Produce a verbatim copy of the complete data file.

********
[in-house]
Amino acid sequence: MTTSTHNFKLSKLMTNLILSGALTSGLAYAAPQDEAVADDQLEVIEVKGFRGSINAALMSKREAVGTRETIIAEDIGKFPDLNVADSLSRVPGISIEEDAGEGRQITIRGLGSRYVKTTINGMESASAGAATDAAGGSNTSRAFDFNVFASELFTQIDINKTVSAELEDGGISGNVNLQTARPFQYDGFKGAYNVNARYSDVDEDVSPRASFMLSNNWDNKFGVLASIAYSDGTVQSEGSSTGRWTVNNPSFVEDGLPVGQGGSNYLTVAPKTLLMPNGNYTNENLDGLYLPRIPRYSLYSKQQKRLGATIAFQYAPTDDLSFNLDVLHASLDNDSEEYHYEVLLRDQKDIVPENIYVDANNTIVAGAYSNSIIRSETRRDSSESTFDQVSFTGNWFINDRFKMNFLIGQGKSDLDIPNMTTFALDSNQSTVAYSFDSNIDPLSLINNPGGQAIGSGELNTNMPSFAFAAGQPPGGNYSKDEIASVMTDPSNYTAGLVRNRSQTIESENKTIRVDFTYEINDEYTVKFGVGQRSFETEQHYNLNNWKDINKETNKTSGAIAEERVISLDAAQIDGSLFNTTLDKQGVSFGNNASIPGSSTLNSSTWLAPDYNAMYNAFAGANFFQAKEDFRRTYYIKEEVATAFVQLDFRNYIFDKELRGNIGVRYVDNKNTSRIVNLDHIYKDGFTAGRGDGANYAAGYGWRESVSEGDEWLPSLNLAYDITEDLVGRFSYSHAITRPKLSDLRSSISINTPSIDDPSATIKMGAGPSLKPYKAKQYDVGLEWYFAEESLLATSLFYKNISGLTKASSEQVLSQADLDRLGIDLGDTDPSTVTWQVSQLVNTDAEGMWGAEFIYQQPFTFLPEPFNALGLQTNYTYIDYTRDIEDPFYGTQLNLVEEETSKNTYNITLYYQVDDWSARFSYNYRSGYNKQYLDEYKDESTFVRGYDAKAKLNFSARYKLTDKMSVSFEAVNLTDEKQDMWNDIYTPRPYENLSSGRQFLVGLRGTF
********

[in-house]
Amino acid sequence: MTTSTHNFKLSKLMTNLILSGALTSGLAYAAPQDEAVADDQLEVIEVKGFRGSINAALMSKREAVGTRETIIAEDIGKFPDLNVADSLSRVPGISIEEDAGEGRQITIRGLGSRYVKTTINGMESASAGAATDAAGGSNTSRAFDFNVFASELFTQIDINKTVSAELEDGGISGNVNLQTARPFQYDGFKGAYNVNARYSDVDEDVSPRASFMLSNNWDNKFGVLASIAYSDGTVQSEGSSTGRWTVNNPSFVEDGLPVGQGGSNYLTVAPKTLLMPNGNYTNENLDGLYLPRIPRYSLYSKQQKRLGATIAFQYAPTDDLSFNLDVLHASLDNDSEEYHYEVLLRDQKDIVPENIYVDANNTIVAGAYSNSIIRSETRRDSSESTFDQVSFTGNWFINDRFKMNFLIGQGKSDLDIPNMTTFALDSNQSTVAYSFDSNIDPLSLINNPGGQAIGSGELNTNMPSFAFAAGQPPGGNYSKDEIASVMTDPSNYTAGLVRNRSQTIESENKTIRVDFTYEINDEYTVKFGVGQRSFETEQHYNLNNWKDINKETNKTSGAIAEERVISLDAAQIDGSLFNTTLDKQGVSFGNNASIPGSSTLNSSTWLAPDYNAMYNAFAGANFFQAKEDFRRTYYIKEEVATAFVQLDFRNYIFDKELRGNIGVRYVDNKNTSRIVNLDHIYKDGFTAGRGDGANYAAGYGWRESVSEGDEWLPSLNLAYDITEDLVGRFSYSHAITRPKLSDLRSSISINTPSIDDPSATIKMGAGPSLKPYKAKQYDVGLEWYFAEESLLATSLFYKNISGLTKASSEQVLSQADLDRLGIDLGDTDPSTVTWQVSQLVNTDAEGMWGAEFIYQQPFTFLPEPFNALGLQTNYTYIDYTRDIEDPFYGTQLNLVEEETSKNTYNITLYYQVDDWSARFSYNYRSGYNKQYLDEYKDESTFVRGYDAKAKLNFSARYKLTDKMSVSFEAVNLTDEKQDMWNDIYTPRPYENLSSGRQFLVGLRGTF